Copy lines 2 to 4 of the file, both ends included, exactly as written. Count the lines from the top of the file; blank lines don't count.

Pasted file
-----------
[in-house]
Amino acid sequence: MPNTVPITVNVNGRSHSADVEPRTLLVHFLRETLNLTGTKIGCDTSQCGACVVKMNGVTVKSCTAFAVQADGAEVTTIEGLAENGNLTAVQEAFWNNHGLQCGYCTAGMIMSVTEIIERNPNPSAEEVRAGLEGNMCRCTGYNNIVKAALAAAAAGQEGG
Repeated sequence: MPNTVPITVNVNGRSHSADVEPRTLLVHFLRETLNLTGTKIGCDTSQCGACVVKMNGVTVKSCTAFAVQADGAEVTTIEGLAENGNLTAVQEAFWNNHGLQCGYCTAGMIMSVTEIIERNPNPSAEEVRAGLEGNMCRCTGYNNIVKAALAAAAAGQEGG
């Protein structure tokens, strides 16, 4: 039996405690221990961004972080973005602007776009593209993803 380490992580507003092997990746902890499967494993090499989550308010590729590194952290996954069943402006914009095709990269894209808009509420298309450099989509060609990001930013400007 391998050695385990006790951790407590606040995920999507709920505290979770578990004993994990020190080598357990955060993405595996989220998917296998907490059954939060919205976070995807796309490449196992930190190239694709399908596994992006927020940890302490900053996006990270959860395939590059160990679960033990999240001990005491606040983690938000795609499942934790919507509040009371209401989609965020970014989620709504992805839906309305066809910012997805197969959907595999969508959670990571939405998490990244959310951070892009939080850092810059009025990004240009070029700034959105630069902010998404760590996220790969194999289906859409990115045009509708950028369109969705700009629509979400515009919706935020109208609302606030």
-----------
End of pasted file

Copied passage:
Amino acid sequence: MPNTVPITVNVNGRSHSADVEPRTLLVHFLRETLNLTGTKIGCDTSQCGACVVKMNGVTVKSCTAFAVQADGAEVTTIEGLAENGNLTAVQEAFWNNHGLQCGYCTAGMIMSVTEIIERNPNPSAEEVRAGLEGNMCRCTGYNNIVKAALAAAAAGQEGG
Repeated sequence: MPNTVPITVNVNGRSHSADVEPRTLLVHFLRETLNLTGTKIGCDTSQCGACVVKMNGVTVKSCTAFAVQADGAEVTTIEGLAENGNLTAVQEAFWNNHGLQCGYCTAGMIMSVTEIIERNPNPSAEEVRAGLEGNMCRCTGYNNIVKAALAAAAAGQEGG
């Protein structure tokens, strides 16, 4: 039996405690221990961004972080973005602007776009593209993803 380490992580507003092997990746902890499967494993090499989550308010590729590194952290996954069943402006914009095709990269894209808009509420298309450099989509060609990001930013400007 391998050695385990006790951790407590606040995920999507709920505290979770578990004993994990020190080598357990955060993405595996989220998917296998907490059954939060919205976070995807796309490449196992930190190239694709399908596994992006927020940890302490900053996006990270959860395939590059160990679960033990999240001990005491606040983690938000795609499942934790919507509040009371209401989609965020970014989620709504992805839906309305066809910012997805197969959907595999969508959670990571939405998490990244959310951070892009939080850092810059009025990004240009070029700034959105630069902010998404760590996220790969194999289906859409990115045009509708950028369109969705700009629509979400515009919706935020109208609302606030």